Posted on July 5, 2017
The UK election is now four weeks behind us and Prime Minister Theresa May has now formed a Government with the support of the Democratic Unionist Party (DUP) who will provide support on a ’supply and confidence’ basis.
Life has changed dramatically, both for the Government and for the country. It is difficult to pick out any positives from the political mess that the UK now finds itself in, but the softening of the rhetoric and the negotiating position of the UK government is a marked change.
May is now less beholden to the Brexiters in her party. Remainers in her Cabinet outnumber their Brexit colleagues. While the Brexiter MPs could rebel and bring down the government, they know that would almost certainly lead to a Labour government led by Jeremy Corbyn, with the Tory party having torn themselves apart. Cameron thought his legacy was another 20 years of Tory government. If they can make 20 months, they will have done well.
What we are now seeing is a softening both in the government and in the country. Business, and the City in particular, has space for its voice on a pragmatic exit from the EU. Polls also indicate that if there was another referendum, the remain vote would win. But knowing now what we should have known then is a mistake history has often left us.
Another indicator of how toxic Brexit is within the Tory party is that no one is putting their heads above the parapet to replace May. The UK has had a less than spectacular start in the negotiations, having acquiesced on the process of the talks. Even Boris Johnson, who sees anything through the prism of how this helps him become the next PM, has been quiet. While what is more likely is that a ‘clear Remainer’ of the likes of Phillip Hammond would lead the party into the next election, one has to ask: Who would want to have their hand on the tiller during what will certainly be one of the most difficult post-war negotiations for the UK? And without a clear vision or strategy?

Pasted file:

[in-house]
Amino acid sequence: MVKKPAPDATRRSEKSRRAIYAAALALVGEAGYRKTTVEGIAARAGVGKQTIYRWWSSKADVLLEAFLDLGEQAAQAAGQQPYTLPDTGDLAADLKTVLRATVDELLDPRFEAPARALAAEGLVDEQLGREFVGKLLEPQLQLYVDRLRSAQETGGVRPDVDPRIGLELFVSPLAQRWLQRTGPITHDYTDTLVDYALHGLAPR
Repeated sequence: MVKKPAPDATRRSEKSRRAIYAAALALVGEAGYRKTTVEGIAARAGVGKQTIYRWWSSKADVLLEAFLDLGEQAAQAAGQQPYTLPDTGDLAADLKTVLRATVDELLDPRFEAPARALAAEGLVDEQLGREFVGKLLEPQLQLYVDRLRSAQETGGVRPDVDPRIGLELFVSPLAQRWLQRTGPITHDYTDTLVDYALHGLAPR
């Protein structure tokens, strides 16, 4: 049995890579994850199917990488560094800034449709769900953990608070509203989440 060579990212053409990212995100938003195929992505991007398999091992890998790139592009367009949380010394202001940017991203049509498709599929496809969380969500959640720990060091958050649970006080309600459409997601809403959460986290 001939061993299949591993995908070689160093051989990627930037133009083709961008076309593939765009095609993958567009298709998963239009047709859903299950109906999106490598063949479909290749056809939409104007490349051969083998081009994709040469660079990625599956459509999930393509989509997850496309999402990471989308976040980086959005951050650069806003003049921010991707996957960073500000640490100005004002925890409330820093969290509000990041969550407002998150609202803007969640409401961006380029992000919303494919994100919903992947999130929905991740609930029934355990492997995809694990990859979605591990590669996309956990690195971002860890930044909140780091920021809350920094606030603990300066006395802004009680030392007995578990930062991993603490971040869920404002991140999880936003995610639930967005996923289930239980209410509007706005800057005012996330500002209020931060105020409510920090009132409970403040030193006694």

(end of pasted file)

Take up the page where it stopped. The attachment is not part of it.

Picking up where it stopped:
Bearing in mind the tick tock of the negotiation clock, the UK has to agree to the exit bill, as well as the status of EU nationals in the UK before talking about a future relationship. Equally pressing is the Northern Ireland/Ireland border issue which has become messier with a failure to agree to a devolved Belfast Government. May’s impartiality to having a Belfast Government up and running is being tested with her recent support of the DUP.
Most commentators are clear that a ‘hard Brexit’ is off the table as well as the attitude that ‘no deal is better than a bad deal’. Talk is now much less aggressive, much more conciliatory. The government recognizes that walking away from the EU is going to be more complicated than expected. The economy is now starting to hurt with the UK likely to go into recession. The mood in the country is changing and, equally as important, there is no clear strategy or vision for the UK outside the EU, or how it will reconnect with its European neighbours and their largest market once the UK has left.
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